When Allan Ament’s wife Deloris Tarzan Ament suffered a debilitating stroke in 2005, the routine and concept of normality that he had become familiar with were gone.
“My life had inalterably changed in that moment,” Ament recalled, adding that witnessing his wife’s pain was “devastating.”
In some ways, she had changed, though Ament said his love and respect for his best friend and partner never waned or wavered in the slightest.
“In many ways we are probably closer now than we have ever been,” he said.
In the coming days, weeks and years after her stroke, Ament and his wife of 18 years, Freeland residents, would come to find what he refers to as “a new normal.”
As a means of coping and of updating family members and friends of his wife’s condition, Ament penned numerous detailed emails. As the days passed, these communications became increasingly confessional, personal accounts.
They, along with journal entries, anecdotes and pieces of advice, make up Ament’s memoir, “Learning to Float: Memoir of a Caregiver- Husband.”
It is Ament’s first book-length written work.
The book launch and celebration will take place from 2-4 p.m. Saturday, Feb. 7 at the Unitarian Universalist Congregation in Freeland. The event is open to the public and will include readings and music.
The book is available for download in e-book form and printed copies will be sold at Moonraker, Through the Reading Glass, Barnes and Noble and Amazon and at the launch party.
“’Learning to Float’ offers a male perspective — from an authentic, vulnerable, heartfelt, spiritual warrior,” wrote author Christina Baldwin of the memoir. “Allan Ament allows us into the marriage that was and the marriage that is, writing honestly about the love that bridges through his wife’s profound stroke.”
In the book’s preface, Ament recalls his first childhood swimming lesson. Like most beginning swimmers, he first learned to float, to relax atop the water, trusting that it would support him if he did not struggle.
He continues by explaining that, both in the literal and metaphorical sense, learning to float is essential for survival.
“I moved from being husband and friend to the woman I loved to being her guide,” wrote Ament. “To succeed, in fact, to survive, I would have to learn to float.”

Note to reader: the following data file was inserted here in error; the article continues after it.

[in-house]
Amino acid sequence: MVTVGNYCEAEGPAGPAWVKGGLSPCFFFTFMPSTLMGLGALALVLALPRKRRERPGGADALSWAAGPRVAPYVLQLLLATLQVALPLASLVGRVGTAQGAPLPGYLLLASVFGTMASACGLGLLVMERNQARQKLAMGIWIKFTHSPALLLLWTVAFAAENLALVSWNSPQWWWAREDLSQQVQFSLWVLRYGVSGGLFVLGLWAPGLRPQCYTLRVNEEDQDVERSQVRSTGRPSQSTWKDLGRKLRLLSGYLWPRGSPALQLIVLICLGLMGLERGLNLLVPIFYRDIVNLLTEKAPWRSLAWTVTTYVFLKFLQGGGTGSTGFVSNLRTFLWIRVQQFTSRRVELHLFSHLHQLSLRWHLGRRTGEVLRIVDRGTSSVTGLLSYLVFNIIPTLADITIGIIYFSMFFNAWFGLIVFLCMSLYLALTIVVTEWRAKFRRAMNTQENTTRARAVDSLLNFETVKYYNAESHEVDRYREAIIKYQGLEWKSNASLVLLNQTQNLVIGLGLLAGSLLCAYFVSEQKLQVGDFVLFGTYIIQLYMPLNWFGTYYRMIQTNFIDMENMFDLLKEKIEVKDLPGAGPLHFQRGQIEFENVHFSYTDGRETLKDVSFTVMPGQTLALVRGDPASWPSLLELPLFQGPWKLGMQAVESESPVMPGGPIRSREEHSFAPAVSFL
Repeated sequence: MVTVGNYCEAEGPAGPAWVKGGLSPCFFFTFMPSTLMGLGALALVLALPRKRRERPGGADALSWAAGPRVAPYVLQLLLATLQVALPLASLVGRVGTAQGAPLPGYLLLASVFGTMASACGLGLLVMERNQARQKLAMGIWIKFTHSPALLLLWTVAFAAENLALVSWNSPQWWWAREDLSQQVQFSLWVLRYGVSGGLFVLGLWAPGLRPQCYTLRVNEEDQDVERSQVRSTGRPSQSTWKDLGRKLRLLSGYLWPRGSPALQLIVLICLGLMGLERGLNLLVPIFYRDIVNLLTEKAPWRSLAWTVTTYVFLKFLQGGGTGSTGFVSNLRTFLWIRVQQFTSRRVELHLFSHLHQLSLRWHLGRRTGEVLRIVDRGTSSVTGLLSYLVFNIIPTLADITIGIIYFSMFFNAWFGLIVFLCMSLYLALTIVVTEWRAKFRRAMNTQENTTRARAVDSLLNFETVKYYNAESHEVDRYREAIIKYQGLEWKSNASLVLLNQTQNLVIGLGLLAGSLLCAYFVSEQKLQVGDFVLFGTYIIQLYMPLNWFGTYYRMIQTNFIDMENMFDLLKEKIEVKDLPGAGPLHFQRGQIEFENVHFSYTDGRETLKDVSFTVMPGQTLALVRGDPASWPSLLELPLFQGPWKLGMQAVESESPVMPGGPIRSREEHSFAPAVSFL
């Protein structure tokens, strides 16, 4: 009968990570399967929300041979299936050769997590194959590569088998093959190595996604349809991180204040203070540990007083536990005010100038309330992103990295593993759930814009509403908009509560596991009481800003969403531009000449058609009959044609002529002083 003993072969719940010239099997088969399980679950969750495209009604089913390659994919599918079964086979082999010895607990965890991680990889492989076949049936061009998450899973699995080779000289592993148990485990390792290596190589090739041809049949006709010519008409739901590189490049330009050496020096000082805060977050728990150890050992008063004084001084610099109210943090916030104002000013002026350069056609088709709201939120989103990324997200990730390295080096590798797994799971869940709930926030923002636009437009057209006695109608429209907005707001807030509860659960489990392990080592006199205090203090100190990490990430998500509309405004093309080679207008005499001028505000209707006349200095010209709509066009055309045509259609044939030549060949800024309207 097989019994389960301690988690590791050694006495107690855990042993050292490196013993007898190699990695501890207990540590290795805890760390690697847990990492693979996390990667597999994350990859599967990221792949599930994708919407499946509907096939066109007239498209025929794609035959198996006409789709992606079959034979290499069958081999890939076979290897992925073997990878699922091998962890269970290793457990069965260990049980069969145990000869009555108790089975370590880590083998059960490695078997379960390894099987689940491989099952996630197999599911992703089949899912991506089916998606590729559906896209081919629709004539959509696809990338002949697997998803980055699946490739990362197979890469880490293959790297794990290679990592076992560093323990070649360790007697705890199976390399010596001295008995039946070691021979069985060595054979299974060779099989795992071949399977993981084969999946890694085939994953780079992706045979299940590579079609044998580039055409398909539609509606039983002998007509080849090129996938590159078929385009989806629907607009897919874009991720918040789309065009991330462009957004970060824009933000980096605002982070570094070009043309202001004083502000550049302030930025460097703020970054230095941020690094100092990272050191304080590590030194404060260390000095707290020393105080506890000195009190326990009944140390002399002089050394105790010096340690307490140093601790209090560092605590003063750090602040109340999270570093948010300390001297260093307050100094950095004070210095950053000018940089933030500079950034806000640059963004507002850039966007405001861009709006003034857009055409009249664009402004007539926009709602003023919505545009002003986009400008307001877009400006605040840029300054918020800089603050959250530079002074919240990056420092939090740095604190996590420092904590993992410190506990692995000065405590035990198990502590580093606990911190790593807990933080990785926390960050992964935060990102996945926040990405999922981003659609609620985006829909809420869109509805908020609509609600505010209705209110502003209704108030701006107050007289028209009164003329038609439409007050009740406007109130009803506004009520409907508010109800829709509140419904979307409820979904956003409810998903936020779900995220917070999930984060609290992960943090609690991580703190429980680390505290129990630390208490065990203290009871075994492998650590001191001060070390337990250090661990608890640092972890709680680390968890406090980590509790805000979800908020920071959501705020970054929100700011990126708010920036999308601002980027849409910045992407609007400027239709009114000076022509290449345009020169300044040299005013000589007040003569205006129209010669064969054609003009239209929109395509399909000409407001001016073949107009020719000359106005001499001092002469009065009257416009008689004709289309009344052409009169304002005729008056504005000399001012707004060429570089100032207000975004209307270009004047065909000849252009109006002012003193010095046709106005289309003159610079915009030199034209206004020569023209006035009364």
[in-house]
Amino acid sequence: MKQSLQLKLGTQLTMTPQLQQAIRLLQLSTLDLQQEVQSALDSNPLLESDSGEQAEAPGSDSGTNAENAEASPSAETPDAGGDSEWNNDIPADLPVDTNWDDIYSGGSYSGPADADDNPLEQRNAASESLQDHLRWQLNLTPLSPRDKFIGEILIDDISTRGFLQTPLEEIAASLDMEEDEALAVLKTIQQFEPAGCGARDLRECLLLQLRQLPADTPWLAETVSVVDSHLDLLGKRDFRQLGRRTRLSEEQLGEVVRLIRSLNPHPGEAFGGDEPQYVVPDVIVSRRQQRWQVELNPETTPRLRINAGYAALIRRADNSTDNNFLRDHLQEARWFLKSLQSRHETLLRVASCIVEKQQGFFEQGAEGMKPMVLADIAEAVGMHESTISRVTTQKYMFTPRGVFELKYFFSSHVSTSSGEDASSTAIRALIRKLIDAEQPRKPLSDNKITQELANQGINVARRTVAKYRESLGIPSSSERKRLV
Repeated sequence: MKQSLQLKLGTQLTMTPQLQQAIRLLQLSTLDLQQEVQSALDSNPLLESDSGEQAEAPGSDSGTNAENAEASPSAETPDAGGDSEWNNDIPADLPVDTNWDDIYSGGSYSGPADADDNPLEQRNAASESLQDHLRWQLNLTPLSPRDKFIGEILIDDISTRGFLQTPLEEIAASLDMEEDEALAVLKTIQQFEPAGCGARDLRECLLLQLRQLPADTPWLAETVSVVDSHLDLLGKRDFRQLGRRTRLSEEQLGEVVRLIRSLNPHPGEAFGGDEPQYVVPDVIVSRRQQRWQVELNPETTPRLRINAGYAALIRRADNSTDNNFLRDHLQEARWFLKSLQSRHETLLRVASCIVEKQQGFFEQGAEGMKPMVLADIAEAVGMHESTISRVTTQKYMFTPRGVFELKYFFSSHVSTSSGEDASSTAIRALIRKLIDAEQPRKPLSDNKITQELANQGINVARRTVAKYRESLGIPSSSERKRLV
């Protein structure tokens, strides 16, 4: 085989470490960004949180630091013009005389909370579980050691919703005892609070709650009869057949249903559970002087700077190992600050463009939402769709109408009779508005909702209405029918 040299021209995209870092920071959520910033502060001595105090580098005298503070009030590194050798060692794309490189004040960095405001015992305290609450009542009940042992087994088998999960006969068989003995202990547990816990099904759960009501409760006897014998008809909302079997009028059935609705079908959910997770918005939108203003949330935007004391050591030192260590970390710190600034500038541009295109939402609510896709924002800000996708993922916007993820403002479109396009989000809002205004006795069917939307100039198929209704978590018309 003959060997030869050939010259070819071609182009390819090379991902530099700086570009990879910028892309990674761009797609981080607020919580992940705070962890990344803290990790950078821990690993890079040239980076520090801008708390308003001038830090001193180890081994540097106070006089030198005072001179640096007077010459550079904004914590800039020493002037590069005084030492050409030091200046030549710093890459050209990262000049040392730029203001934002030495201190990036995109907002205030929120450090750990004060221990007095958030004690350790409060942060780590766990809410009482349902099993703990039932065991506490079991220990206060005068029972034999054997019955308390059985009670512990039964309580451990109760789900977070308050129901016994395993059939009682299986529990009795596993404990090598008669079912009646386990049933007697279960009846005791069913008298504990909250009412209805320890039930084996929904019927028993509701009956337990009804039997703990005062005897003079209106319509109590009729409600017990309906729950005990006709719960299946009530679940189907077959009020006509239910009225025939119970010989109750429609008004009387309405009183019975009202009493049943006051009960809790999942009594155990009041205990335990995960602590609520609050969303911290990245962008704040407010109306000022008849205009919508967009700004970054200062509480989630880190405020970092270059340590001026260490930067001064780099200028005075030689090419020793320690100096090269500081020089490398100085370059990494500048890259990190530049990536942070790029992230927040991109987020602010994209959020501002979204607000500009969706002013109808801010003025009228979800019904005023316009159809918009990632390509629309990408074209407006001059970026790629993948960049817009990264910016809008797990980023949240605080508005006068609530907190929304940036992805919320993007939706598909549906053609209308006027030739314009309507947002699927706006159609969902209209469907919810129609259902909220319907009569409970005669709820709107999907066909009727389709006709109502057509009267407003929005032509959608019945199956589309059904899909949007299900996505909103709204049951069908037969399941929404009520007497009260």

In many ways, said Ament in an interview Wednesday, they were lucky due to the fact that Tarzan Ament was never paralyzed and had maintained the ability to speak. Like many stroke victims, she had difficulty with tasks such as walking, bathing and dressing herself and suffered cognitive damage which resulted in short-term memory loss and some difficulty with communication.
While she was in the hospital, Ament made a daily commute to visit her. Once she arrived home, he became her full-time caretaker “without a second thought.”
“I don’t remember making that decision. That’s just what I was going to do,” said Ament. “She is my wife and she needed me, so I was going to be there for her as much as I could be.”
Working from home for the University of Phoenix made it possible for him to continue working while caring for Tarzan Ament, and the couple’s prior experience caring for Tarzan Ament’s aunt had prepared him in some capacity.
It was only later, recalled Ament, that he realized that he had a choice as to whether to continue acting as caregiver full time.
“I realized it was not only my job, but my spiritual path,” he said of his decision to continue.
Ament explained that he previously had a meditation practice which he discontinued upon his wife’s return home from the hospital. Caring for her became his meditation and spiritual practice.
The couple moved to Whidbey in 2002 when Tarzan Ament began volunteering with the local literary organization now known as Northwest Institute of Literary Arts, of which Ament is now board chairman.
Ament had previously worked as a criminal defense lawyer and, afterward, as a day spa owner.
Prior to her stroke, Tarzan Ament was in the midst of working on two new books. Prior to retirement, she had worked for several years as an award-winning journalist for The Seattle Times. She is also the author of books such as “Iridescent Light: The Emergence of Northwest Art.”
Tarzan Ament continues to write as articulately as ever, said Ament, though she sometimes struggles to maintain focus.
Over the years, she has improved considerably.
“If you didn’t know her, you wouldn’t know there was anything wrong,” Ament said.
He is hopeful that his story can help others, particularly other men, who face similar situations.
“Do it with as much grace and joy that you can bring into it. It takes a village; ask for help,” Ament advised others. “Laugh whenever and wherever you can; and take care of yourself.”